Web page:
2001 was ten years ago? What the hell?
Right off the bat, I will acknowledge that no political or cultural event that year holds a candle to the events of September 11th, and as much as I'd hate to downplay its signifigance, this is not what this blog entry is about. Like the American psyche, however the music scene faced startling changes in 2001. This was the year that rock turned to pebbles, when an entire genre stopped focusing on one or two forms and broke off into what seemed like a million little niches. Every evolutionary milestone of the previous 40 to 50 years was being reviewed, recycled, or homaged, and bands were becoming subgenres onto themselves. No niche stood out in 2001-02 quite like garage rock, a raw, do-it-yourself approach that contrasted signifigantly to the slick, overproduced pop piffle that dominated CHR radio at the time. Also in 2001, the underground scene suddenly shifted from "college rock" to "indie"; college stations were giving up the free-spirit, "anything goes, support the little guy" approach for what commerical radio already had in heavy rotation. As a result, unknown bands on small labels were forced to promote their music by word of mouth, pray for positive reviews, or if they were lucky, nab a short-term deal with a big-name distributor. In short, they were independent in every sense of the word.
From a personal perspective, 2001 was also the year I finally embraced modern rock. Okay, maybe embraced is too strong a word, but this was definitely the year it finally garnered my respect. I can pinpoint this sea change to one song: "Last Nite," the leadoff single from the album ranked #1 on my list below. For me, contemporary music offered little promise: on the rock end, you had an endless sea of samey nu-metal, rap-rock, and watered-down industrial; on the pop end, you had N*SYNC, Britney Spears, and Lil' Kim in all their glittery creampuff glory. Compared to those two options, The Strokes were a revelation; if you were a 17-year-old boy self-taught in the vitrues of classic rock and new wave, they were saviors. Though the singles and videos below do a fair job of capturing the soundtrack of my junior year in high school, I didn't discover the most of these albums until I was in college.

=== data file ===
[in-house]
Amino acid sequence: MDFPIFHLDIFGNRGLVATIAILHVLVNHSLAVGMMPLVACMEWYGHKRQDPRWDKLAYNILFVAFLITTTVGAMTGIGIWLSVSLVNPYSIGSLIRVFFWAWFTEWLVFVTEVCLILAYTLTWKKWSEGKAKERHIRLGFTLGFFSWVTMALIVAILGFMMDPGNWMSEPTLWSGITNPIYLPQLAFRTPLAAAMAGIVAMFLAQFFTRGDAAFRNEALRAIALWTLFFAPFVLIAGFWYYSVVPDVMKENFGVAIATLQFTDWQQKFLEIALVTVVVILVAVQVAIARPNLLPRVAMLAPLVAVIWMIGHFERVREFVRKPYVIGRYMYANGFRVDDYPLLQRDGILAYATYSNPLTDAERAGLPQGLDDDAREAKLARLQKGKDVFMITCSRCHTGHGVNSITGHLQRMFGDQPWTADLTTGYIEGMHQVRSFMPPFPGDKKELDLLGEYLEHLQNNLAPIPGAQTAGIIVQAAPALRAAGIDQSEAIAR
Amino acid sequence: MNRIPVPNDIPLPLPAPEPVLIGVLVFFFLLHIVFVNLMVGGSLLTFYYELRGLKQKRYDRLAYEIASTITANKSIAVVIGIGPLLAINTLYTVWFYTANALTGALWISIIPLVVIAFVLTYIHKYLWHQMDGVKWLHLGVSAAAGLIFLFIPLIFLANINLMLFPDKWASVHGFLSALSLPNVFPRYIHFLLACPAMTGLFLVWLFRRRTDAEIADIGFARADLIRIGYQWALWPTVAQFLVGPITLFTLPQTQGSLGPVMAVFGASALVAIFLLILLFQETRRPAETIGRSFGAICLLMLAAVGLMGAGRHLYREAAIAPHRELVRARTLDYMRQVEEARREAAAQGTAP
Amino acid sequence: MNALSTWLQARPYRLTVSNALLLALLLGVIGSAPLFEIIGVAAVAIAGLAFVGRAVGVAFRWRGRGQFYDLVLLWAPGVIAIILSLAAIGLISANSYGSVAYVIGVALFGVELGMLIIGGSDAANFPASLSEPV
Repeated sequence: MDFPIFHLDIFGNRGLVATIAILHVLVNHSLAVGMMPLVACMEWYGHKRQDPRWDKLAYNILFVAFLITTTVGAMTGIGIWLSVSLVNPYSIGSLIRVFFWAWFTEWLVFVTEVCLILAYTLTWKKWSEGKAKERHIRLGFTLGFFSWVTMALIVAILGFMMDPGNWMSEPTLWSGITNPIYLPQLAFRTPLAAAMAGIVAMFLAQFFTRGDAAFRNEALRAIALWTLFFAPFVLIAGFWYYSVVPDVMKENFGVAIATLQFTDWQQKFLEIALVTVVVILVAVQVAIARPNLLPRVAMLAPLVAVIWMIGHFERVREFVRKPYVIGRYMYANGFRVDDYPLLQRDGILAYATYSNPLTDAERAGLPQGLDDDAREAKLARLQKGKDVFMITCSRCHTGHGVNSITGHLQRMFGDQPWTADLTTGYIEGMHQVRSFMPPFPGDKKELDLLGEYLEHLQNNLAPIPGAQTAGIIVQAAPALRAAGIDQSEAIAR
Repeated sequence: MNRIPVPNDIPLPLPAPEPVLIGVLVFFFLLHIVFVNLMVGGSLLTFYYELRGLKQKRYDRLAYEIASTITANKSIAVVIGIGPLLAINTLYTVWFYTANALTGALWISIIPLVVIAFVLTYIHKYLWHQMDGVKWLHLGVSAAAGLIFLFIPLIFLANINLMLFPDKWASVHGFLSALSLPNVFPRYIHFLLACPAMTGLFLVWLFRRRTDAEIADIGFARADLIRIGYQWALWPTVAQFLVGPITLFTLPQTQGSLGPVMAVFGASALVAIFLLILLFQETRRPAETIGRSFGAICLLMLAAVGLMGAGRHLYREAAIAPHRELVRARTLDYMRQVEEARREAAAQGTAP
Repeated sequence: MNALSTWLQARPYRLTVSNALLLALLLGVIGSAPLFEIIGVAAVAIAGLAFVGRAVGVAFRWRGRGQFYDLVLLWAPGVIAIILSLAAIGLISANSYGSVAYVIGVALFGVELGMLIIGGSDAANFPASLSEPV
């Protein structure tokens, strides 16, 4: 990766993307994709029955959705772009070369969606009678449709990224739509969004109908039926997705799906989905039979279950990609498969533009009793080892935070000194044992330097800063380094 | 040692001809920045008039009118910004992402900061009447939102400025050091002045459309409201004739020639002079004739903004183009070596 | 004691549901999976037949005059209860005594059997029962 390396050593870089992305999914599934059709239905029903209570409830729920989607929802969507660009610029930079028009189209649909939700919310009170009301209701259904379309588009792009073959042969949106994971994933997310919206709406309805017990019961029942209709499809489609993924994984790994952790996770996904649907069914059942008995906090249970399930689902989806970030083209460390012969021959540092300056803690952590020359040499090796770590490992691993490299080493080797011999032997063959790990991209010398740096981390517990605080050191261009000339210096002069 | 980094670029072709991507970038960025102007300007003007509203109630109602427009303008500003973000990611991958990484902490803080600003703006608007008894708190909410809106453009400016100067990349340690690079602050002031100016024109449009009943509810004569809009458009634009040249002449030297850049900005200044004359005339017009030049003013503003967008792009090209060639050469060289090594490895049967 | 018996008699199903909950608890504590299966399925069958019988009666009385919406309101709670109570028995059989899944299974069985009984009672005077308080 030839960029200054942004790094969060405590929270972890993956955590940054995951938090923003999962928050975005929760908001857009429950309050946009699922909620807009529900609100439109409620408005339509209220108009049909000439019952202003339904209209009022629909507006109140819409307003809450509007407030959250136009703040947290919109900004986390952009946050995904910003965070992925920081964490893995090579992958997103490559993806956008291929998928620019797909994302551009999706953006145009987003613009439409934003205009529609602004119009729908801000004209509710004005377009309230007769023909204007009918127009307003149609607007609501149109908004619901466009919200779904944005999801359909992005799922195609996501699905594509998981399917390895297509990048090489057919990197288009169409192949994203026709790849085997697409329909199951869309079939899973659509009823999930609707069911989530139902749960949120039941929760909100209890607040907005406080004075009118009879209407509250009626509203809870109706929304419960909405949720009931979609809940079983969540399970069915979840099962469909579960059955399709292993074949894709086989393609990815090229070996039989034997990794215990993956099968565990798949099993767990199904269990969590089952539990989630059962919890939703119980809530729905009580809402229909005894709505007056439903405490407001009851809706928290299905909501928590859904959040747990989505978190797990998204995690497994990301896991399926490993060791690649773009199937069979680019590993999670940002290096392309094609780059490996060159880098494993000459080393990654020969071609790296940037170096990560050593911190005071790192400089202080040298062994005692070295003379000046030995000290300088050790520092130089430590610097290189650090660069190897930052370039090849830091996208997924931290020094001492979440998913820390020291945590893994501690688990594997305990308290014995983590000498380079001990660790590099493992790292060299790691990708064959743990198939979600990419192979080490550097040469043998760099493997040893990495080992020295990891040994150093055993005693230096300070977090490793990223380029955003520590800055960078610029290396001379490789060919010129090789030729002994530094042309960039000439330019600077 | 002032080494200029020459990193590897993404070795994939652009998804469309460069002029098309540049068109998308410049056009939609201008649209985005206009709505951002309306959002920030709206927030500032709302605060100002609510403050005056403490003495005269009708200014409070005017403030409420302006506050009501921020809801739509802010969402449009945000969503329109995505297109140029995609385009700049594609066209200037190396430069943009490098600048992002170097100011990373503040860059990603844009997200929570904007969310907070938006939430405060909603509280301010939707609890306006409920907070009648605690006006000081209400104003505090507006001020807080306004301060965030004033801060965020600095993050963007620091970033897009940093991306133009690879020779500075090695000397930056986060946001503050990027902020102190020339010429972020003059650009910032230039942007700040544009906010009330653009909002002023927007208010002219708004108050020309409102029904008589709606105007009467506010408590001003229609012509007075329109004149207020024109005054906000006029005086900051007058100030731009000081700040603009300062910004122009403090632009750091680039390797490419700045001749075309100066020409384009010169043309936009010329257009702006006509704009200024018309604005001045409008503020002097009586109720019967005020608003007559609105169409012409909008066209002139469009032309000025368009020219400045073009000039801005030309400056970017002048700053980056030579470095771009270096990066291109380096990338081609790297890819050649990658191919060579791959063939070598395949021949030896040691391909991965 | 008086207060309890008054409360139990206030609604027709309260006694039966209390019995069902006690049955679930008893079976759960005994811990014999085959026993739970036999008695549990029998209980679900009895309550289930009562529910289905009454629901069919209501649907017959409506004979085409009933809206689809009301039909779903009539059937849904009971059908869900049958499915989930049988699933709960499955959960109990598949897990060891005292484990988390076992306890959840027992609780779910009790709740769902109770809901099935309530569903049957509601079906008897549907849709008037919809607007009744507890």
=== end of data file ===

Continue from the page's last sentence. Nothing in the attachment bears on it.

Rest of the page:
1. Is This It, The Strokes. Considering the direction of popular music --a theme that I shall continue to beat to death-- recording a full-length with such a simple rock sound was either absolute genius or commercial poison. The end result was a disc that was more joyful, rhythmic, and intense than anything else released that year. To the haters that complain The Strokes will always be defined by their debut: who cares?
2. White Blood Cells, The White Stripes. After noodling around with minimalist, stripped-down punk-blues on their first two discs, "siblings" Jack and Meg White hit creative paydirt on their third effort. This is how a breakthrough album should sound: take the band's strongest elements and make it bigger and tighter. The pop teases of De Stijl are expanded and accented, from the honky-tonk of "Hotel Yorba" to the frustrated debauchery of "Dead Leaves and the Dirty Ground."